Ugh, bloating. There is nothing pleasant about feeling like there’s an unpopped balloon in your stomach, and it’s not exactly a sign of something particularly good going on with your gut health. However, you don’t need to expect to be bloated after every meal until the end of time. There are a few potential solutions—some of them include evaluating your diet and other lifestyle factors like your exercise, how you space your meals, and even your sleep—and another might be taking stock of the supplements you’re taking, like probiotics.
Before you grab a bottle of good bacteria, note that no supplement is going to be a magic bullet to fix your bloating. And if you’re dealing with any new or concerning G.I. symptoms, you should run them by your doctor first. Just like you can’t exercise your way out of bad health, it’s the same with probiotics in relation to gut health, says Christine Bishara, MD, an integrative physician focused on gut health and founder of From Within Medical. “If you heal your gut through food and use probiotics as [something] supplemental, then you can help the bloating,” she says.
Keep on reading to better understand what causes bloating in the first place, and how certain types of probiotics (coupled with the right eating patterns, exercise, and other wellness habits) may help you beat the bloat.
The Relationship Between Gut Health and Bloating
So why is your stomach doing this to you anyway, all the tightness, pain, and pressure? Well, there are a few different causes of bloating. The most common causes are temporary water retention related to PMS or overeating fried or salty foods and eating too many sugary processed foods, which feed bad bacteria in your gut. You may also have an intolerance to something like dairy (bloating is common with lactose intolerance due to difficulty digesting) or to gluten, which could be a symptom of a more serious condition like Celiac disease.
“Sometimes bloating is also a sign of small intestinal bacterial overgrowth (SIBO), an enzyme deficiency, or other medical problem that needs further evaluation,” explains Marvin Singh, MD, a specialist in integrative gastroenterology and author of Rescue Your Health. Bloating coupled with other digestive issues like constipation or diarrhea could also be a sign of irritable bowel syndrome (IBS).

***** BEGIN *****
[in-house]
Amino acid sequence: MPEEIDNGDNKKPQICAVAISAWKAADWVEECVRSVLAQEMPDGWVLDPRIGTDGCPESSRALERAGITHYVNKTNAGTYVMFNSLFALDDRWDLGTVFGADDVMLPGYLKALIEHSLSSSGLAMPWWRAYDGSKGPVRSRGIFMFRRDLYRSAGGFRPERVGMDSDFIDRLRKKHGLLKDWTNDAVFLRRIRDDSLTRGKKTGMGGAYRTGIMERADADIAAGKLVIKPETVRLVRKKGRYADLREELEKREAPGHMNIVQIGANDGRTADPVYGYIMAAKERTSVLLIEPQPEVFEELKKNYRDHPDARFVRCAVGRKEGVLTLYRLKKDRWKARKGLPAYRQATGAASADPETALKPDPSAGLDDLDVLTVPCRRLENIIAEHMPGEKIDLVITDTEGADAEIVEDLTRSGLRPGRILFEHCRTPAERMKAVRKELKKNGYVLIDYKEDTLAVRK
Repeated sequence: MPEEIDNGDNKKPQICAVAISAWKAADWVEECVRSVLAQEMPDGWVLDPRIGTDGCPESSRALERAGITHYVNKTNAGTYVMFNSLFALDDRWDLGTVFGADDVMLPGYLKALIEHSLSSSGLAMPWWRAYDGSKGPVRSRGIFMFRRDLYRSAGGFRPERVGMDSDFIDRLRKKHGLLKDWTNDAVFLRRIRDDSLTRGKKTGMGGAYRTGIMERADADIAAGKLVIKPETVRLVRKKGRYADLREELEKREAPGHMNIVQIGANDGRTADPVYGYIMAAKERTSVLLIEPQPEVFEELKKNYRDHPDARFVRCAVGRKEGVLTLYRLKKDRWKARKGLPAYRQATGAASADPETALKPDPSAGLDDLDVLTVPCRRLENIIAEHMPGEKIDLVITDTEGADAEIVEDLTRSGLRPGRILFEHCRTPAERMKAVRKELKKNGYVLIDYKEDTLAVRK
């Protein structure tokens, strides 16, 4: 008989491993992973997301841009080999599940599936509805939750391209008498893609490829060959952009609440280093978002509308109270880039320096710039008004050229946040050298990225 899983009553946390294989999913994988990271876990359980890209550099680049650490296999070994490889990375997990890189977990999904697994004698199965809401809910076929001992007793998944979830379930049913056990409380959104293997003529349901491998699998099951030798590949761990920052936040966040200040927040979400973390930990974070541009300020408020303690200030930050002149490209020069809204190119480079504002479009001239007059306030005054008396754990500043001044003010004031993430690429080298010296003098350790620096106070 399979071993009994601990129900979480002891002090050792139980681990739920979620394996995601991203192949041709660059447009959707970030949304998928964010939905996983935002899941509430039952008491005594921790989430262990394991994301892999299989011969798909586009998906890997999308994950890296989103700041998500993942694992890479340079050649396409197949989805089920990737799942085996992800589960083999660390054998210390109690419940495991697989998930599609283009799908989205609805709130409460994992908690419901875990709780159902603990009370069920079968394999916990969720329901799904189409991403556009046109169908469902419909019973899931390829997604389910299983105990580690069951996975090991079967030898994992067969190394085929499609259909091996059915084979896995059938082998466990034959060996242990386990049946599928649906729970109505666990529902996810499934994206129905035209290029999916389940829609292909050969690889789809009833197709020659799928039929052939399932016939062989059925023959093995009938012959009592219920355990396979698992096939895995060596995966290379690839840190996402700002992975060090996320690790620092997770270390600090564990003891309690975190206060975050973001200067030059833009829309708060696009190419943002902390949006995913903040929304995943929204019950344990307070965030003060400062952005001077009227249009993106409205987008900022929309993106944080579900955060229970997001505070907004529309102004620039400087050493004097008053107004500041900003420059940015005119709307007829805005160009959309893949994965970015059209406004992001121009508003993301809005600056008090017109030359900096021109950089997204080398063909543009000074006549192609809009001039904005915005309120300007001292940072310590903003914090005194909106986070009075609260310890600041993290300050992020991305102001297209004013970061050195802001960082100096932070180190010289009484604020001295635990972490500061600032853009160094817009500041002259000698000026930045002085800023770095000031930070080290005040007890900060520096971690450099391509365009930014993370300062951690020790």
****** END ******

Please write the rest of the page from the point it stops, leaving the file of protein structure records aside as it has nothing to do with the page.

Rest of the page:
Another common cause of bloating? An imbalanced microbiome. Your gut microbiome is where both good and bad gut bacteria live—it helps to regulate not only your digestion but also other functions like your mood and immune health. So when you have dysbiosis, or an imbalance between the beneficial and detrimental bacteria in the microbiome, it’s possible to have symptoms of bloating, says Dr. Singh. Factors that contribute to gut dysbiosis include a diet high in sugar and processed carbohydrates, consuming too many artificial sweeteners, stress, and antibiotics.
Do Probiotics Help with Bloating?
If your bloating is related to an imbalance of bacteria in your microbiome, probiotics (along with a balanced diet) might be helpful to balance things out. “Probiotics can be helpful in some circumstances, like helping with an imbalance, antibiotic-induced diarrhea, or infections with diarrhea, for example,” says Dr. Singh. A 2018 review confirms that probiotics might improve symptoms of bloating and pain from IBS or in people with diarrhea from antibiotics (which, while helpful in many cases, can also kill too many good gut bacteria).
So how do probiotics work their de-bloating magic? In most cases, probiotics work not necessarily by colonizing good bacteria in your gut permanently, but by passing through the gut to bring more balance, explains Nour Zibdeh, MS, RDN, a functional dietitian who specializes in gut health and digestive disorders. She compares them to tourists who arrive at a destination, boost the economy, and then leave. “Taking probiotic supplements or eating foods that contain probiotics can help shift the balance toward more healthy and less inflammatory bacteria,” Zibdeh says.
Of course, you’ll also need to give your gut some TLC through the rest of your lifestyle to see the biggest benefits. “The gut is a robust and ever-changing ecosystem, so practicing dietary habits that persistently promote healthy bacteria, like eating fiber-rich foods, is a must,” adds Zibdeh.
If you find that taking probiotics for bloating actually makes your symptoms worse, you may want to check in with your G.I. doc. Dr. Singh and Zibdeh both agree with 2018 research stating that probiotics can exacerbate symptoms of gas and bloating for people with small intestinal bacterial overgrowth. “The introduction of probiotics in the presence of an overgrowth of bacteria in the small intestine can lead to more fermentation and gas production, which can lead to more bloating, gas, cramping, constipation, or diarrhea,” Zibdeh says. It’s essentially overcrowding your gut with too much bacteria, which may not help your bloating situation.
What Are the Best Strains of Probiotics for Bloating?